/ Best place to live as a climber
I'm new here, so excuse me, if this is the wrong place to ask.
So I'm currently living in a city with not much rock climbing around. I'm spending my time in the gym and I really miss the outdoors. That's why I'm planning to move.
I searched on Google already, but most threads I could find were about the USA and I am wondering, what are the best cities to live in for rock climbing in Europe?
Thanks in advance!
Innsbruck, Nuremberg, Trento, Grenoble ...
You'd better be quick - Brexit's on the horizon.
There used to be quite a good wall in Berlin.
> There used to be quite a good wall in Berlin.
Right. It was much better to climb on it in the evenings, i.e. in the evening sun on the West side of the wall. The East Berlin side was a bit too exciting, mines, machine guns
Yeah, but I've heard the approach was quite difficult.
Any other requirements? I was thinking a place like Santander in Spain, by the sea with lovely beaches, near the picos and Pyrenees not too far away, same for Barcelona. Nice cities with a bit of culture going on.
No not really. It should have an interesting culture and a lot of nature around it. I think with CS I can find a job in most places. I'll definitely do some research on Barcelona, also I've heard Lisbon is nice. I like northern cities too, but I'm a bit worried about the weather being constantly bad.
Munich, Grenoble, Paris, Barcelona, Tarragona, Milan spring to mind for year round climbing and big city for work & other past times.
But there are others, and If you fancy something like skiing, you could add numerous more locales to the mix, like CHX, Geneve and so on.
having lived there for 20 years I wouldn't recommend Paris. Its fine for Fontainebleau (although the traffic on the return journey can be terrible) but everything else is a long drive/train journey. I managed much more summer evening climbing when I lived in Aberdeen.
To the OP, do you really need to be a big city ? I get the impression that many IT jobs can be done from almost anywhere so why not be in the mountains ?
Without knowing what kind(s) of climbing you do it's impossible to say, for some it's evening cragging, for some it's easy access to an international airport.
But when you can reach ’Bleau by train, What more do ya need .
granted, not great for skiing (with or without training heels). But the OP only talked about climbing.
Sif Santander is of interest, the Oviedo or Gijon. 200k-300k people, close to Picos and the sea, skiing 40minutes away (not big resorts), but Spanish a must for a job. Same in Santander by the way.
Have you considered the northern edge of leeds? Handy for Yorkshire grit and limestone, the peak and the lakes. Loads of wonderful walking in the dales, north York moors, lakes etc. Northumberland is a couple of hours drive. AND you get a decent pint.
I lived there for 8 years and climbed at least twice a week for almost all of it.
From Sheffield you can get anywhere in a Skoda Octavia.
Think thats all the bases covered?
Innsbruck or Nürnberg are the best options in my opinion. They're central (Innsbruck the most so, it's only 2.5 hrs to the tre cime!), the gyms are world class and the scene is great for finding partners, plus plenty of industry for work purposes. Nürnberg better for bouldery cragging in the Jura, Innsbruck better for long sport routes and quick access to alpine multipitch. Both are located in Germanic countries which are very pleasant to live in and tend to have well functioning public services etc which will be a familiar experience if you currently live in Berlin.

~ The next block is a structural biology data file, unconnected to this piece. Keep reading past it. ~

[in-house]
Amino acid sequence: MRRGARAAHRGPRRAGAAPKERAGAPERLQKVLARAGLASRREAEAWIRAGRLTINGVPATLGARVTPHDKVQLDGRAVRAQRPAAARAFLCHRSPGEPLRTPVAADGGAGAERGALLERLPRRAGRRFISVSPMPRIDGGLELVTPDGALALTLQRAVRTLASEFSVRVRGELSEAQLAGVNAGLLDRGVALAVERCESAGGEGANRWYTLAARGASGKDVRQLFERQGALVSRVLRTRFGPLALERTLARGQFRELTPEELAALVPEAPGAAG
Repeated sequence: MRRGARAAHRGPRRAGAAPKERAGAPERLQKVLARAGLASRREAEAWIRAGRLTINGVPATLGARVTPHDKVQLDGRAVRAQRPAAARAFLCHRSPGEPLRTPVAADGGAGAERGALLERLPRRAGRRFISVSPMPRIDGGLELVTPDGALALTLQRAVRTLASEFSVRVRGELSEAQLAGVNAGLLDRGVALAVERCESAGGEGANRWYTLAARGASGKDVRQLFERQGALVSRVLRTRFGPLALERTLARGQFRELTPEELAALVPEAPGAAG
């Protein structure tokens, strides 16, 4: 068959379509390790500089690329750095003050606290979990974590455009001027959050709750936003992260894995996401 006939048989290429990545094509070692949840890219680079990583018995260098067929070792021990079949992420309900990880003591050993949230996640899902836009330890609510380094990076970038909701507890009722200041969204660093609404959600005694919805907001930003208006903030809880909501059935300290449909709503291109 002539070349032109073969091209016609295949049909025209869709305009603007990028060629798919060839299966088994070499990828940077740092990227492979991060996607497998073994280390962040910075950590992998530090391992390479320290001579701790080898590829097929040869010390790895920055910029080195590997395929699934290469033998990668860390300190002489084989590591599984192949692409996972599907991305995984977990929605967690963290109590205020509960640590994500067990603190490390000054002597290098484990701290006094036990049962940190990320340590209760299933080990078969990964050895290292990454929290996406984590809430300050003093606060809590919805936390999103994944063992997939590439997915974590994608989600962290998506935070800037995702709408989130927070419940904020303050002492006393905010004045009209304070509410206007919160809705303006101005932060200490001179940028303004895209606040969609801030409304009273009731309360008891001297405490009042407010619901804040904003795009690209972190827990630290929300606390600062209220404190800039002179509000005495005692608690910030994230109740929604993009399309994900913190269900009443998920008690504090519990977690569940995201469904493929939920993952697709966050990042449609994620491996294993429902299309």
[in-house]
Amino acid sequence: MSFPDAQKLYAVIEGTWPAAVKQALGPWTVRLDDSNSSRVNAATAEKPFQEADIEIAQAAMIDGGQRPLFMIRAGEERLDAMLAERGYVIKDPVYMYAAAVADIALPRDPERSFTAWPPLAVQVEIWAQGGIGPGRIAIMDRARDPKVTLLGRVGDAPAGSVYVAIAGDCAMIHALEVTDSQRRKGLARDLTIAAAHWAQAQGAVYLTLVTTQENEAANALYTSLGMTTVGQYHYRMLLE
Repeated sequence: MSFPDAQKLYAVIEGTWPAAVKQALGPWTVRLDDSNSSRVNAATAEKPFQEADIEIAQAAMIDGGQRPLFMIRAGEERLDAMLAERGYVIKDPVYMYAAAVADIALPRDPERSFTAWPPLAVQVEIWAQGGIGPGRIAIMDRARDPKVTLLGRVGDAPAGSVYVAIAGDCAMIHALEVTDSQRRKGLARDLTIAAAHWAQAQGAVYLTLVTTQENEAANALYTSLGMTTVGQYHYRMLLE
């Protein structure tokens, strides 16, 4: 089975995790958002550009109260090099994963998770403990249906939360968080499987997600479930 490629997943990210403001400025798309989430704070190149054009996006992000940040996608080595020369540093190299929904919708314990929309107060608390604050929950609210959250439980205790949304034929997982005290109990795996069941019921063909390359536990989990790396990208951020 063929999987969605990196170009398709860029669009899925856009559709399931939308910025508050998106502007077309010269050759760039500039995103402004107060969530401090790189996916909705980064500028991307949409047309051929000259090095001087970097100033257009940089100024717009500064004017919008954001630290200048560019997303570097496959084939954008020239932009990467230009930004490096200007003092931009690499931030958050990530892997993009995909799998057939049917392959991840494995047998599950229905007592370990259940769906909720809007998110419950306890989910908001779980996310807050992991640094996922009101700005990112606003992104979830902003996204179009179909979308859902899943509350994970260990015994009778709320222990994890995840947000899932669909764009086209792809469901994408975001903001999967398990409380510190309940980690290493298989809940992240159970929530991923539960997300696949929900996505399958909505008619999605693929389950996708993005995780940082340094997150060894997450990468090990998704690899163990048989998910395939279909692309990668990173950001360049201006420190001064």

You beat me to it! Innsbruck has everything on the doorstep from bouldering to north faces; if the weather's bad you can be in Arco or the Dolomites in 2 hours, or you simply make use of the world class indoor walls. It's about as central in Western Europe as you can get, is on the motorway and has an airport, and is surrounded by fantastic ranges (Zillertal, Ötztal, Stubaital, Karwendel ...). The cost of living is very reasonable, and there's a good cultural, climbing and social scene.
Too late to edit the above post - I'm also in Berlin; If you'd like to meet up for bouldering/indoor lead climbing and for more infos about Innsbruck, please feel free to get in touch!
Nice, Aix or Marseilles?
For those who have mentioned Nuremberg or Innsbruck, I wondered what it's like in terms of work. I'm learning German now ( hope to have completed Level 3/4 within the next 2 years with a plan to move to continental Europe after that.
Are these the king of place where fluency in German is required to find work, or are there industries who's working language is English?
My partners family are based in Leipzig and Berlin so we will likely end up in a German speaking city.
If you google "international companies Innsbruck" you get a lot, this for instance:
It should be a bigger city, since I've lived in a smaller city and there was not much you could do. I like it if there's a bit of culture going on. But it doesn't has to be as big as Berlin or Paris. To be honest most of the time I end up going to the same places anyway since it's so big. It's great for climbing and bouldering gyms though.